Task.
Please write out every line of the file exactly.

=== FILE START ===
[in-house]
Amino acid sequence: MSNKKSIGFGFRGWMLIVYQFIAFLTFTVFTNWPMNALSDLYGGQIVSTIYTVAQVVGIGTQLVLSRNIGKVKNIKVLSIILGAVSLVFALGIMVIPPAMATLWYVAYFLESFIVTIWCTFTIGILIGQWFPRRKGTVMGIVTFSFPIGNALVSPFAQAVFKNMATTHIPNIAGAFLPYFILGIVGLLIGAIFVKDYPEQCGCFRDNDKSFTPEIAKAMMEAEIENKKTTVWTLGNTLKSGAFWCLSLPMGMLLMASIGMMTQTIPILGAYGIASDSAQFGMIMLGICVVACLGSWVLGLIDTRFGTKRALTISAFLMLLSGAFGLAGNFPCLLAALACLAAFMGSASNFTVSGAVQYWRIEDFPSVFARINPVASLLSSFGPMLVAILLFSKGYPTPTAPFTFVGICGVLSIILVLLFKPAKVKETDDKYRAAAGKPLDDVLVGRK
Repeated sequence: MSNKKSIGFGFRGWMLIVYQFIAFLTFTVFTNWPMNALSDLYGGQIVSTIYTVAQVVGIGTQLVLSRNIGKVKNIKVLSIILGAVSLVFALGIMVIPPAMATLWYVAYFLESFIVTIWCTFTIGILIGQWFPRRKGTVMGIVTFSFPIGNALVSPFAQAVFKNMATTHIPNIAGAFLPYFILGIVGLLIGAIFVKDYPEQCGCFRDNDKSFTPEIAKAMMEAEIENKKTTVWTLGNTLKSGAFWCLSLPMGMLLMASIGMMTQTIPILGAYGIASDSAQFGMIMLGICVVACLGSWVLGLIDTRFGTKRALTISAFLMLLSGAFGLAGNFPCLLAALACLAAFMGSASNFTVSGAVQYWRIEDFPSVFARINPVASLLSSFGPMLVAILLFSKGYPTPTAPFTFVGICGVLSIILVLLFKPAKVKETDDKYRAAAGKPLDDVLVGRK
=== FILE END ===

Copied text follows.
[in-house]
Amino acid sequence: MSNKKSIGFGFRGWMLIVYQFIAFLTFTVFTNWPMNALSDLYGGQIVSTIYTVAQVVGIGTQLVLSRNIGKVKNIKVLSIILGAVSLVFALGIMVIPPAMATLWYVAYFLESFIVTIWCTFTIGILIGQWFPRRKGTVMGIVTFSFPIGNALVSPFAQAVFKNMATTHIPNIAGAFLPYFILGIVGLLIGAIFVKDYPEQCGCFRDNDKSFTPEIAKAMMEAEIENKKTTVWTLGNTLKSGAFWCLSLPMGMLLMASIGMMTQTIPILGAYGIASDSAQFGMIMLGICVVACLGSWVLGLIDTRFGTKRALTISAFLMLLSGAFGLAGNFPCLLAALACLAAFMGSASNFTVSGAVQYWRIEDFPSVFARINPVASLLSSFGPMLVAILLFSKGYPTPTAPFTFVGICGVLSIILVLLFKPAKVKETDDKYRAAAGKPLDDVLVGRK
Repeated sequence: MSNKKSIGFGFRGWMLIVYQFIAFLTFTVFTNWPMNALSDLYGGQIVSTIYTVAQVVGIGTQLVLSRNIGKVKNIKVLSIILGAVSLVFALGIMVIPPAMATLWYVAYFLESFIVTIWCTFTIGILIGQWFPRRKGTVMGIVTFSFPIGNALVSPFAQAVFKNMATTHIPNIAGAFLPYFILGIVGLLIGAIFVKDYPEQCGCFRDNDKSFTPEIAKAMMEAEIENKKTTVWTLGNTLKSGAFWCLSLPMGMLLMASIGMMTQTIPILGAYGIASDSAQFGMIMLGICVVACLGSWVLGLIDTRFGTKRALTISAFLMLLSGAFGLAGNFPCLLAALACLAAFMGSASNFTVSGAVQYWRIEDFPSVFARINPVASLLSSFGPMLVAILLFSKGYPTPTAPFTFVGICGVLSIILVLLFKPAKVKETDDKYRAAAGKPLDDVLVGRK